Meanwhile the Harjo faction has continued to fight the issue, with the help of the Tribes’ bank in Clinton Oklahoma, First National Bank. The bank was able to get another $6.4 million, consisting of largely of P.L. 93-638 program funds, locked up in a Custer County court while the dispute over C&A leadership is on appeal.

This confusion and overreach continues, even though the BIA has long since recognized Boswell as — at least on an interim basis until appeals are over — proper signatory for the funds.

The bank’s law firm, Crowe & Dunlevy, and counsel Scott Meacham, asked the state court to make a decision on who the funds should be sent to — and then asked the court to appropriate funds for legal fees for the bank’s lawyers.

As for that bank, it is led by Barry Sewell, who is now facing serious charges involving a drunk driving arrrest and was recently charged with bribery in connection thereto.

In that Custer County case regarding the funds, the bank has asked the court to let it release the funds to the Tribes’ treasury at Concho. Good.
However, denial of funds to the Harjo faction resulted in an appeal to the state Supreme Court. That case now sits awaiting decision.
The C&A Tribes employ 1,600 people – 1,300 of whom are tribal members – but presently cannot access most of the funds to pay bills.

Payroll is effected, and that means the regional and state economy is hurting. Payroll represents 75 percent of the C&A Tribes’ total yearly budget. The valid government of the C&As has had to reduce employees to 32 hours a week and lay off others while millions in federal trust and program funds are essentially frozen in the court.

Is all this delay and maneuvering part of an effort to influence the next tribal election, returning the discredited Flyingman faction to power?
Typical BIA leadership appeals do not get resolved prior to pending elections. The problem with this one is it has spawned two tribal Supreme Courts and two Election Commissions which figure to hold their own elections unless the BIA rules before the next scheduled election this fall.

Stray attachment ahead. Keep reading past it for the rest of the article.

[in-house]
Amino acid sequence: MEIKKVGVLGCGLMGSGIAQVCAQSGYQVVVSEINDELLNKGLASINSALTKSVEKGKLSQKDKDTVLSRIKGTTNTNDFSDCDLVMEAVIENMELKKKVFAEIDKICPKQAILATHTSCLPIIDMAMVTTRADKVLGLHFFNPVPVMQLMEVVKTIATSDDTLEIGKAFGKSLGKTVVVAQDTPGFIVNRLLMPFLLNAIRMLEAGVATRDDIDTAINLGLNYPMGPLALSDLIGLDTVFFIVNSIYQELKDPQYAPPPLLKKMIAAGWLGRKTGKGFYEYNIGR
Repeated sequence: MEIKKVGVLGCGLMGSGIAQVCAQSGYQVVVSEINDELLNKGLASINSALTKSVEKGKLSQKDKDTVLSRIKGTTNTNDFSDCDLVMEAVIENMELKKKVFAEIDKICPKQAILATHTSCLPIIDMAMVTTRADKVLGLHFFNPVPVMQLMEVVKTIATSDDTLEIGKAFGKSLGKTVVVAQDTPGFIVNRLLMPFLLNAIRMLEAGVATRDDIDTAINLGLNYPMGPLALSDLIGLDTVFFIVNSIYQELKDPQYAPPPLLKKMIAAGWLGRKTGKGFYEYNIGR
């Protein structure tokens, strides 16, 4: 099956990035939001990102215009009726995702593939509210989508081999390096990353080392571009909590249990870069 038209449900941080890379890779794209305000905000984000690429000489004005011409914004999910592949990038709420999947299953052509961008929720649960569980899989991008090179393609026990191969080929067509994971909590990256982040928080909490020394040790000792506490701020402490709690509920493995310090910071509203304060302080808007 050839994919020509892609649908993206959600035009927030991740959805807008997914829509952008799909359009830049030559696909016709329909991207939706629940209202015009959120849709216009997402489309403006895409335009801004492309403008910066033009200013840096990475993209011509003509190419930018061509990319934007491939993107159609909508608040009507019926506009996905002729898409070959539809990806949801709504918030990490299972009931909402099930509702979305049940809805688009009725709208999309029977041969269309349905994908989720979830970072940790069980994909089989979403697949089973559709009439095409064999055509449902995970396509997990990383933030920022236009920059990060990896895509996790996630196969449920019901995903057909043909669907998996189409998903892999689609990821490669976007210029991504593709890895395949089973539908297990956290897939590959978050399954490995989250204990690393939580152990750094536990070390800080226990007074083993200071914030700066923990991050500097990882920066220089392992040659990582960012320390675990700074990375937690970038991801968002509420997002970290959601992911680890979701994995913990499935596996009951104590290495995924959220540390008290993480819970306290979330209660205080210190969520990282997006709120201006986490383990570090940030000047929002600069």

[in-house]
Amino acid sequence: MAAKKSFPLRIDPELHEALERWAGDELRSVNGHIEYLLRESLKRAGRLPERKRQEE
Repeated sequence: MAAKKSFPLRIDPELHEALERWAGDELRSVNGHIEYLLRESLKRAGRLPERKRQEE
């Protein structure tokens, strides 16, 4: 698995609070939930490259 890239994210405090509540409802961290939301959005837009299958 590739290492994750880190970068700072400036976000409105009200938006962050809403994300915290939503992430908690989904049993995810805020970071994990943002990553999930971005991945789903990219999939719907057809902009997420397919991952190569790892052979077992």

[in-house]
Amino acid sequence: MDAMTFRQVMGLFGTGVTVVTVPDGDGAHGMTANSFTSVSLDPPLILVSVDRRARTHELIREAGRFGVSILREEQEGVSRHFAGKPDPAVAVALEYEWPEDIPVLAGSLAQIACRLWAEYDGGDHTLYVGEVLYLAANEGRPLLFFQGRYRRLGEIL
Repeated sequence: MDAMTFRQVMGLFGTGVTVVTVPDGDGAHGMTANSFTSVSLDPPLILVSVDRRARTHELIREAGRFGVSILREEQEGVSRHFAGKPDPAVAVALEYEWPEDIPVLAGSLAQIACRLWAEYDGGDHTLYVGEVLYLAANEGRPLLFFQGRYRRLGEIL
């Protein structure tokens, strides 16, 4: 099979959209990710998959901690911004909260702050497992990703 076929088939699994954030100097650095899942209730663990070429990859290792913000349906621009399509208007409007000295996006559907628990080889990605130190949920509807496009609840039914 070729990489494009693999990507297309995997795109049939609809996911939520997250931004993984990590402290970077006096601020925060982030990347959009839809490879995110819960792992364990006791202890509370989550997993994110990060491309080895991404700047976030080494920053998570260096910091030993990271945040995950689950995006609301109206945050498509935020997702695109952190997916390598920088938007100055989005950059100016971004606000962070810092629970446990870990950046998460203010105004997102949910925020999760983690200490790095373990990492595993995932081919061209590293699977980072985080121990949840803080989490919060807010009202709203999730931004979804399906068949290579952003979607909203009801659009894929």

The Harjo faction “attorney general,” Jeremy Oliver of Pauls Valley, faces felony allegations of sexual mishavior. Harjo herself allegedly assaulted a Boswell adviser. As mentioned above, the head of the bank that has tied up the Tribes’ funds faces drunk driving and bribery allegations.

Meanwhile the local BIA offices in Concho and Anadarko – packed by supporters of with former Governor Flyingman and disputed Lt. Gov. Harjo — say they don’t recognize that anyone is in charge of the tribes’ government, even though Washington D.C. says Boswell is the recognized governor, pending appeal, on an interim basis.

All this drama and tension unfolds against the backdrop of a tribal government that has grown from 60 federally funded jobs just 20 years ago to become west central Oklahoma’s leading employer. With those 1,600 jobs, and a payroll that is 75% of its overall budget, the C&As are now “players” in the regional and state economy.

For Oklahoma and the region it makes sense, at the least, to let that impacat continue and even finds ways to enhance it.

As for the BIA’s role in gumming up tribal administration, and the role of bankers in blocking legitimate access to tribal resources these are the equivalent of conpiracy in practical effect, if not in legal effect.

How’s that for paternalism? This is a matter that should raise the concern of everyone interested in state-tribal relations, the growing economic clout of the Oklahoma’s Tribes in general and the C&As in particular, and just plain good government.

There is no magic wand to cure federal BIA dysfunction, which is historic and ongoing. But a few intermediate steps could help – starting with the state Courts restoring access to bank funds for the recognized leadership of the Cheyenne & Arapaho peoples.

NOTE: McGuigan is associate publisher of The City Sentinel , where this analysis first appeared online. He is also the editor of CapitolBeatOK. McGuigan writes frequently on water policy, state-tribal relations and the Cheyenne & Arapaho Tribes of Oklahoma. This spring, his coverage of the Tribes won first place in the Diversity Reporting category from the Society of Professional Journalists, Oklahoma pro chapter.